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Installing CobaltMVC

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Got an interesting piece of anonymous feedback today reminding me of something rather obvious…

How exactly do you install CobaltMVC?

Oh yeah… That would be handy information… and it probably should have already been released. That said, lets get right to it.

Download CobaltMVC

The new CobaltMVC site is still in beta (like the rest of the framework) but you can still download the libraries you need to get started.

Add CobaltMVC To Your Project

Unpack the files to an easy to reach location and then add them as references to your project. You don’t need to add both, the Cobalt.dll is good enough.

‘Initialize’ CobaltMVC

Next, open up the Global.asax file and include the Cobalt.CobaltConfiguration.Initialize(); call to the Application_Start method. This makes sure that CobaltMVC is set up fully before it begins processing requests.

Update Web.config (sorta optional)

This step can be skipped but it will make coding your pages less convenient since you’ll have to add the namespaces all over the rest of your project. Add the Cobalt and the Cobalt.Web namespaces to your system.web/pages/namespaces section. This opens up the extension methods used to start Cobalt commands from your views.

You’re Done!

At this point we can test CobaltMVC to see if it is working. For example, here is a command you can run on the default MVC Index view.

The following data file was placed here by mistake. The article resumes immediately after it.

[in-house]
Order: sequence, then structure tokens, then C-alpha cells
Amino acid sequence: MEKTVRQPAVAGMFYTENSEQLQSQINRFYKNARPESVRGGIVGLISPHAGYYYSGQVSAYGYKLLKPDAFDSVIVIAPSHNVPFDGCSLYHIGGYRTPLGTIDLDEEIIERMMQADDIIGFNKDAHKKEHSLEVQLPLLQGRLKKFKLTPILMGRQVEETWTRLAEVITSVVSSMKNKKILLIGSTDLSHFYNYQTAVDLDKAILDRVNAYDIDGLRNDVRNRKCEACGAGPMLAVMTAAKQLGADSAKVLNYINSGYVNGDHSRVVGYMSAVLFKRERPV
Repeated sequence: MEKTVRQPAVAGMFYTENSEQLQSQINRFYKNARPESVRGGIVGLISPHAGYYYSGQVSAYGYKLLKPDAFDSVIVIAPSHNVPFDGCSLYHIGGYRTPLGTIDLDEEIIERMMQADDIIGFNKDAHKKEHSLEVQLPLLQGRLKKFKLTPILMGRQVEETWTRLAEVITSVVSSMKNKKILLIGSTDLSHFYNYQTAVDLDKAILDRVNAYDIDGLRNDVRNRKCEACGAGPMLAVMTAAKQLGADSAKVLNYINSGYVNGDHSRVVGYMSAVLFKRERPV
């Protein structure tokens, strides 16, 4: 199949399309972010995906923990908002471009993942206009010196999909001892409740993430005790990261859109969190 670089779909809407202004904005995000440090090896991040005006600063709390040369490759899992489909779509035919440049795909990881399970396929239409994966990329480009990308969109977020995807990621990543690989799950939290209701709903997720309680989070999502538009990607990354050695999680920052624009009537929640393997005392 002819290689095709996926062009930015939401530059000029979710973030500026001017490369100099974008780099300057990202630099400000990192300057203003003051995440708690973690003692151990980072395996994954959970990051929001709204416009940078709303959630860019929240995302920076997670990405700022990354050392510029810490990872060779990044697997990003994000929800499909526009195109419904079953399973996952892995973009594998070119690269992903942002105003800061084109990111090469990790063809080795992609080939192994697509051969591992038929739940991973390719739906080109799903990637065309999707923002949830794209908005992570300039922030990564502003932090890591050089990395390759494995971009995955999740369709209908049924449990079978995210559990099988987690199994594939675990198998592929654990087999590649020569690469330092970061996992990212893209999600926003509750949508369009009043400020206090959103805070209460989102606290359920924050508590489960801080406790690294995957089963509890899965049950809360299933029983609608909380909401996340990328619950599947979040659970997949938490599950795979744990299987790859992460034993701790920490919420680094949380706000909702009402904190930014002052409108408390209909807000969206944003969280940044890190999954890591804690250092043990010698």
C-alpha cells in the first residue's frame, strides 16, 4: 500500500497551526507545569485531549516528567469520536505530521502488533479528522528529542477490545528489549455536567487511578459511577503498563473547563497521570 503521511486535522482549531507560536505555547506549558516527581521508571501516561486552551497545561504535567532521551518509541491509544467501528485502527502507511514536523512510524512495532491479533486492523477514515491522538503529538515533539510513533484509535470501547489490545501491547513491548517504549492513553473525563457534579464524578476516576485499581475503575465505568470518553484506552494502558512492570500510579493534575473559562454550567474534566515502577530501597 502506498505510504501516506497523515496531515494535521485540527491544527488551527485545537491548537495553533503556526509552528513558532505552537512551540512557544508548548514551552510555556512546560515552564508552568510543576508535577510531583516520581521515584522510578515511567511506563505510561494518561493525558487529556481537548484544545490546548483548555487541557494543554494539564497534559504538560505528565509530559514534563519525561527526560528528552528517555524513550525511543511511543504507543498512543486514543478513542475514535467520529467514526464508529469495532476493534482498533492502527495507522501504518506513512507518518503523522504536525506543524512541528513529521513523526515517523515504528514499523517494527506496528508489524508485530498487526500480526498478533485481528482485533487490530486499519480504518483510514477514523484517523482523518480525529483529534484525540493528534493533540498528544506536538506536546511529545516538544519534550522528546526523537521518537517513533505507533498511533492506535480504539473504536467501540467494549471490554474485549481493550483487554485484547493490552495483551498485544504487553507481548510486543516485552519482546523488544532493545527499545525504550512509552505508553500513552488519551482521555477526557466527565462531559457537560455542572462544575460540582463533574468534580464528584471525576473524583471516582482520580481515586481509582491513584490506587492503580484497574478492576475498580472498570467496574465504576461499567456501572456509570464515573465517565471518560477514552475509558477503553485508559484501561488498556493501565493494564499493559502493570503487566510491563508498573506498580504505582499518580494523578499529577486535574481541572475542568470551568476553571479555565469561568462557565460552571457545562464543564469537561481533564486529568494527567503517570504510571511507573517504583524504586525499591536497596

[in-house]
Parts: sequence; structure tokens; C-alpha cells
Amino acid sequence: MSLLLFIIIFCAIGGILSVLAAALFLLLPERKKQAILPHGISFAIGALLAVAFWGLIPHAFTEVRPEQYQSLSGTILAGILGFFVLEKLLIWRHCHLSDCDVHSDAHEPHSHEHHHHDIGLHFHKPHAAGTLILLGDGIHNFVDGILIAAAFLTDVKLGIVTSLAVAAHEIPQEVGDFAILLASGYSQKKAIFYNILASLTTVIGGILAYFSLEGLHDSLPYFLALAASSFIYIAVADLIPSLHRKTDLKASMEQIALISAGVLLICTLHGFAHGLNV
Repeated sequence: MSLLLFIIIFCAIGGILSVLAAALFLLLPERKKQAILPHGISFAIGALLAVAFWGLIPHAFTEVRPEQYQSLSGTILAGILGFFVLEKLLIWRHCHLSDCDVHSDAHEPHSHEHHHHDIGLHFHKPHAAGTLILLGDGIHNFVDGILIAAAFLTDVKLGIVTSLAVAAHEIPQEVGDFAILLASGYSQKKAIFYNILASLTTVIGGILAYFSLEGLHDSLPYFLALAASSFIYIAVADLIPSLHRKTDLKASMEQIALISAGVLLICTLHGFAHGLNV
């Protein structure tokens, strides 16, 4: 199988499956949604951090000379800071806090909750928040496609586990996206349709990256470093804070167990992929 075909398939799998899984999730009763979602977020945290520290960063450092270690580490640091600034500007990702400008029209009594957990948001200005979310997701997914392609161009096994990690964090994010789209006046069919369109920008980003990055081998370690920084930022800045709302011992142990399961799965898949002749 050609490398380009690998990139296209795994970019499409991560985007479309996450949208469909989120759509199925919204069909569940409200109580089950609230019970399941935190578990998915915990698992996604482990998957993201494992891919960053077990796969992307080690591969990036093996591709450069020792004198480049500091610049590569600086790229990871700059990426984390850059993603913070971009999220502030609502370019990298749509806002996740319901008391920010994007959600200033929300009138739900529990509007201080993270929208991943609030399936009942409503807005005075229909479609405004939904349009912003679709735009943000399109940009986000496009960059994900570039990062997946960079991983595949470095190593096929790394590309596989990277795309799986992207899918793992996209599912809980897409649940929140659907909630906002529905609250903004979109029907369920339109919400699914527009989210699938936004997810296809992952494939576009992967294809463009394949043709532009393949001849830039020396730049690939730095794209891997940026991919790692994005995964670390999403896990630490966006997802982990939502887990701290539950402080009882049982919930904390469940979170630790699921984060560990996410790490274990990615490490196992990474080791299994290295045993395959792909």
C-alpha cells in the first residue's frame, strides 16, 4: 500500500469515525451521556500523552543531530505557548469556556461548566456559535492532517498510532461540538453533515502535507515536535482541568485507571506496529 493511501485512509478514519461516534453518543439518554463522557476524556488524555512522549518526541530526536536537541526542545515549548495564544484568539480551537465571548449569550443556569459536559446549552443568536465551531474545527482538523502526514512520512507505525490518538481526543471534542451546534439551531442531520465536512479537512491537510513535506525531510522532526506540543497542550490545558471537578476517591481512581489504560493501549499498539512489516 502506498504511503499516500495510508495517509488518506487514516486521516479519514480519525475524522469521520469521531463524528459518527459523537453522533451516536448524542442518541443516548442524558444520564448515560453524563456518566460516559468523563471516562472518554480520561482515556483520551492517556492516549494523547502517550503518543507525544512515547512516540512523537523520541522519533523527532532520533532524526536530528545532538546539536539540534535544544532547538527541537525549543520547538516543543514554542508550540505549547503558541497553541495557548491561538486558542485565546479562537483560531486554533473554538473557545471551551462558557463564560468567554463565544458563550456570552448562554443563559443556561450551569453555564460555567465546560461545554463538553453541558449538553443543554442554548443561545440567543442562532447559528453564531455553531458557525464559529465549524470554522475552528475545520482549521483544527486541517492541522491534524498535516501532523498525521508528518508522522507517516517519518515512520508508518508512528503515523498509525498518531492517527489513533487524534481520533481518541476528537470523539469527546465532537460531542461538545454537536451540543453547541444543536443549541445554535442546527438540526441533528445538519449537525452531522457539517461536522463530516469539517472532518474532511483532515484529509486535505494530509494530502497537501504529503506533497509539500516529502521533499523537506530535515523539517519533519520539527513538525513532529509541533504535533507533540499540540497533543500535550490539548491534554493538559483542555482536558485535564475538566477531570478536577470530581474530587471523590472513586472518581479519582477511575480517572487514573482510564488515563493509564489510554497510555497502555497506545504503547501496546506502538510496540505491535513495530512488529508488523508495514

And you’ll get the following results…

Not bad, huh?

It is worth mentioning that CobaltMVC might have unexpected results if you use .browser files with your project. Why?

Well, part of the Initialize() call actually creates a .browser file that is used to capture rendering for content on the page.

So, if you see this file floating around in your project, don’t delete it.

Who knows what happens when too many .browser files are fighting for the same thing but I doubt it will be a good thing.

Good luck!

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Written by hugoware

August 20, 2010 at 12:09 am

CobaltMVC and Custom Selectors

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CobaltMVC is a server side templating framework that behaves just like jQuery for your Views. CobaltMVC also works in WebForms.

CobaltMVC supports a variety of CSS selectors including pseudo and attribute matching. To keep things flexible, I’ve made it so that you can create or overwrite anything built-in. This post we discuss how to create your own for your project.

Right now, if you wanted to select all of the even rows in a table then you could use the pseudo selector…

this.Find("table > :even");

Cool, but what if we wanted to create our own? Here is an example of a selector that finds ‘numeric’ HTML elements.


//called once to add it to the project
CobaltManagement.RegisterCustomPseudoSelector(
    "numeric", //the name of the selector :numeric
    (nodes, argument) => { //the comparison to use
        decimal container = 0;
        return nodes.Where(node => decimal.TryParse(node.InnerText.Trim(), out container));
    });

//then used from our pages like...
this.Find(":numeric");

You’ll notice there are two arguments for the method you provide – First is a list of the available nodes to compare against. The second is an optional ‘argument’ string. The method should return a list of nodes that should be kept in the selection.